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Histiocytosis or histiocytic disorders are characterized by abnormal function and accumulation or differentiation of specific cells, thought to be derived from dendritic cells (DCs) or the monocyte–macrophage lineage.1 Among this group of diseases, Langerhans cell histiocytosis (LCH) is the most common and is characterized by an activation of the MAPK-ERK pathway, driven by various molecular abnormalities in this pathway, particularly the canonical BRAFV600E mutation in about half of LCH lesions.2,3 Importantly, the cell-specific gene expression signature in Langerin (CD207)-positive cells within specific lesions has shown that LCH cells are more consistent with immature myeloid dendritic cell precursors than with Langerhans cells.4

LCH clinical manifestations range from mild, with a single organ involvement, to disseminated life-threatening presentations. Depending on the sites involved and severity, the entity now referred to as LCH has been previously defined as eosinophilic granuloma, Hand-Schüller-Christian disease, and Letterer-Siwe disease. A more recent and simplified classification categorizes LCH based on single-organ or multisystem involvement.2 The systemic presentations of the disease are usually associated with a worse prognosis, particularly when the so-called risk organs (i.e., liver, spleen, and hematopoietic system) are involved. This severe form of LCH is encountered mainly in young children and more rarely in older patients.2,5

Lung involvement in LCH may occur less commonly as a part of a multisystemic disease, or most frequently as a single, primary involved organ. In this latter instance, the disease is usually called pulmonary LCH (PLCH).6 PLCH belongs to the spectrum of diffuse cystic lung diseases.7 It is characterized by the infiltration and destruction of bronchiolar walls by specialized dendritic cells organized into granulomas.6 However, lung interstitium and pulmonary vasculature may also be involved by the pathologic process to varying extents, resulting in diverse phenotypes. Although PLCH is classically considered as a distinct entity in which smoking habit plays a role, the discovery of MAPK-ERK mutations in this group of patients suggests a biologic similarity with other subtypes of LCH.8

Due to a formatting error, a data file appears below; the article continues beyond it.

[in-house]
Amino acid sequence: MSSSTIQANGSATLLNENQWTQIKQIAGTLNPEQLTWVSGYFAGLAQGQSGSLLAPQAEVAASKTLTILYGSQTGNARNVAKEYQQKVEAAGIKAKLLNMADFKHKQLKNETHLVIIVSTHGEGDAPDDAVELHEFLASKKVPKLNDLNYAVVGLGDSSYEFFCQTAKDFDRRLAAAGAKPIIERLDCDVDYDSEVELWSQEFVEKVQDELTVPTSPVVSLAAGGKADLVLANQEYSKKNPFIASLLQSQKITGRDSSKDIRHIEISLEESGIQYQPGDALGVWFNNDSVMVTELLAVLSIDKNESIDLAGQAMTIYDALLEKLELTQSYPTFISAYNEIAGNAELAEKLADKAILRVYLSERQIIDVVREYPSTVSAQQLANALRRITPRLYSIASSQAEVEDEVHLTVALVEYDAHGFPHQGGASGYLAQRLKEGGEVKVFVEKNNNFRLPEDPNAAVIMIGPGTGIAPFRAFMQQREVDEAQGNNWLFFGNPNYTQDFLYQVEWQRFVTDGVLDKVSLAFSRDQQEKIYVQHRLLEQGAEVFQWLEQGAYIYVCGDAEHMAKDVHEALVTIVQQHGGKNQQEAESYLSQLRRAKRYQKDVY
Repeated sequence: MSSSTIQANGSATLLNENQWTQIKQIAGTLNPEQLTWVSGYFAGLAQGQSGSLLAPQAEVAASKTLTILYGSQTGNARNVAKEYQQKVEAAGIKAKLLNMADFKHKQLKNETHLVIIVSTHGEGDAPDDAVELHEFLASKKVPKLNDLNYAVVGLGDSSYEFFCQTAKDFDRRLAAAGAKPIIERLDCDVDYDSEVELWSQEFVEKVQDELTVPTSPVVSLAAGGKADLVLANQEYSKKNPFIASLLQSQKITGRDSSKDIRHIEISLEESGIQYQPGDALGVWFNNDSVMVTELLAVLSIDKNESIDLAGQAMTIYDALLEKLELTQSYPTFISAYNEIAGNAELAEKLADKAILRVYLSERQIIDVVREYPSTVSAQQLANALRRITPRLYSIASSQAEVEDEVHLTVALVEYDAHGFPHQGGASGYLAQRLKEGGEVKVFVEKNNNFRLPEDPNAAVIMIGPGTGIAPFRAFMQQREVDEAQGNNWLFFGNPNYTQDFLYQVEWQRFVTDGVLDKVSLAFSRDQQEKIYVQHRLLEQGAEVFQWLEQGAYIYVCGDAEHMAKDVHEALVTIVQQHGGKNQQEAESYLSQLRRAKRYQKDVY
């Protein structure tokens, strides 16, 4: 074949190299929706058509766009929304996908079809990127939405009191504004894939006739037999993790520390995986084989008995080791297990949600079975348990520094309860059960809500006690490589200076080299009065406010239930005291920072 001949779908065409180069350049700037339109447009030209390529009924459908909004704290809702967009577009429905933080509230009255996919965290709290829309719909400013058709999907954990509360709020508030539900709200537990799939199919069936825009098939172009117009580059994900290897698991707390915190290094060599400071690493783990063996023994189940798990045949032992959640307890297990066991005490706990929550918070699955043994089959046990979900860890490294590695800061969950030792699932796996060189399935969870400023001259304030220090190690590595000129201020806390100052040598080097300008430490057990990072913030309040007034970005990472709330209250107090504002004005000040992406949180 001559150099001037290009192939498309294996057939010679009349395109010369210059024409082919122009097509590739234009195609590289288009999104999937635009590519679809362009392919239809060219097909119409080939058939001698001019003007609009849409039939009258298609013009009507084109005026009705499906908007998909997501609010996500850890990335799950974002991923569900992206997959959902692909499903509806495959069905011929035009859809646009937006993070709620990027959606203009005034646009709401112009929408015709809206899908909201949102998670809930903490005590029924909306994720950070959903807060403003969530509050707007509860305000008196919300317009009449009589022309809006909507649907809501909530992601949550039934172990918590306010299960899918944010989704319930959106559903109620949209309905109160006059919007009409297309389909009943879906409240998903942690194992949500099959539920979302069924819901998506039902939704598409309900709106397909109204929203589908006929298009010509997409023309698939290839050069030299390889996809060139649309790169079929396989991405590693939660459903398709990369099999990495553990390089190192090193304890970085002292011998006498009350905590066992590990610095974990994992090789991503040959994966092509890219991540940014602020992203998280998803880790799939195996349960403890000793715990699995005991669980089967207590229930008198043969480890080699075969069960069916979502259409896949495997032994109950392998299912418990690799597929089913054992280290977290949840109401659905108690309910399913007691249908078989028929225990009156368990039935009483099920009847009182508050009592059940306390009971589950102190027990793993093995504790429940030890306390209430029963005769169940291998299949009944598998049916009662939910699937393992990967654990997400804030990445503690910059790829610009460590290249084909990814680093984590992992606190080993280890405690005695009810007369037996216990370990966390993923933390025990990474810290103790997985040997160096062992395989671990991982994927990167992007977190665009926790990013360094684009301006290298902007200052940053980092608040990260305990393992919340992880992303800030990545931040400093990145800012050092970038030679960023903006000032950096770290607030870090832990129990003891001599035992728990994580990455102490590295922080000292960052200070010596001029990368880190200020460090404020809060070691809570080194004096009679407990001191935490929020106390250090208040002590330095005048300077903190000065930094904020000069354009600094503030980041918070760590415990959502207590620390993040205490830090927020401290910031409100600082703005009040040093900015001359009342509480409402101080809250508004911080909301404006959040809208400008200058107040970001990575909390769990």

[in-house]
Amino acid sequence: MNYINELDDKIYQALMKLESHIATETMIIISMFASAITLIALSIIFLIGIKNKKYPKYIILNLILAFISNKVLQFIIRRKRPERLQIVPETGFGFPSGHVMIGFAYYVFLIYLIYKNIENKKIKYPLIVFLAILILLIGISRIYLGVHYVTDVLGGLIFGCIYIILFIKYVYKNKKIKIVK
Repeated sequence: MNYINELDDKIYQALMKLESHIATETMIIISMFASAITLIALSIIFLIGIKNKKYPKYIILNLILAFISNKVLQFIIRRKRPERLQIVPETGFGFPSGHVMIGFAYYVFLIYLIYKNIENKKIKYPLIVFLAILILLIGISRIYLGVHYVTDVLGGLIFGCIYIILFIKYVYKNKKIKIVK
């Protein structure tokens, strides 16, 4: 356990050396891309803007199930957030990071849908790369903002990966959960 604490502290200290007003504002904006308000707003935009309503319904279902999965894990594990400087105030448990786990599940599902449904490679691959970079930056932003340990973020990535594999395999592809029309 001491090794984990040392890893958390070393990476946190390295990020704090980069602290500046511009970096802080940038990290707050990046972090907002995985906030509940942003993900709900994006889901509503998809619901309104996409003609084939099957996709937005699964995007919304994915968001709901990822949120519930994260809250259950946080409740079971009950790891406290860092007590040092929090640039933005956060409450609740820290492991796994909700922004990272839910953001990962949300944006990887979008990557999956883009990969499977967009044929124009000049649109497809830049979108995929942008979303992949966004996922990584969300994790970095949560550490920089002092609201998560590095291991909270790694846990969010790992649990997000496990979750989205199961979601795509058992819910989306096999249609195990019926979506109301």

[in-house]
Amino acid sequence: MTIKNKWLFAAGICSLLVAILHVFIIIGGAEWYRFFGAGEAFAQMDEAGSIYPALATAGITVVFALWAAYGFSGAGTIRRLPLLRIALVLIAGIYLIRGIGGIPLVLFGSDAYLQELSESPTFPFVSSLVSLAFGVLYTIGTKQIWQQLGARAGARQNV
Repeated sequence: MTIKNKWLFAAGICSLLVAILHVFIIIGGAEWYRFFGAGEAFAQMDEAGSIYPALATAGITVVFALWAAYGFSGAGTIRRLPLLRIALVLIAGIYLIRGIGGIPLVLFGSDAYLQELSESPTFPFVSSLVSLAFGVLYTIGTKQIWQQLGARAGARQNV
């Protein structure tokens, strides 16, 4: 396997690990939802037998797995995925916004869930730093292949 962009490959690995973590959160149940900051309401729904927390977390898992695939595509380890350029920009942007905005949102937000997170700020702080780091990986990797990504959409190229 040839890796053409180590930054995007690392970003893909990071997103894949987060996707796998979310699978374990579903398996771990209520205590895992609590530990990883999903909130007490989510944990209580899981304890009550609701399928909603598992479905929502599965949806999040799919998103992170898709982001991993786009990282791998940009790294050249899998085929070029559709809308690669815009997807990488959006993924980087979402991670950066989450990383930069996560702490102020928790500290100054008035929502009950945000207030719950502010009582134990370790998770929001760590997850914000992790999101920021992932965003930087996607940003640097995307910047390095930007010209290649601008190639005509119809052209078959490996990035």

LCH occurs sporadically, although rare familial cases and pairs of homozygous twins have been reported. The exact incidence and prevalence of PLCH are unknown. Early studies with a confirmed histologic diagnosis highlighted the rarity of the disease, which accounted for 3% to 5% of adult patients with diffuse infiltrative lung diseases.6 However, these reports most probably underestimated the true prevalence of PLCH. Indeed, with the wide use of chest high-resolution computed tomography (HRCT) in the routine evaluation of patients, increased numbers of PLCH cases were identified; lung biopsy is not systematically performed, and some patients exhibited no symptoms or experienced spontaneous remission.6 Occupational or geographic predisposition has not been reported. The most striking epidemiologic feature of PLCH is that it occurs almost exclusively in smokers or ex-smokers (>90% of cases).6 The role of smoking in triggering PLCH is ...

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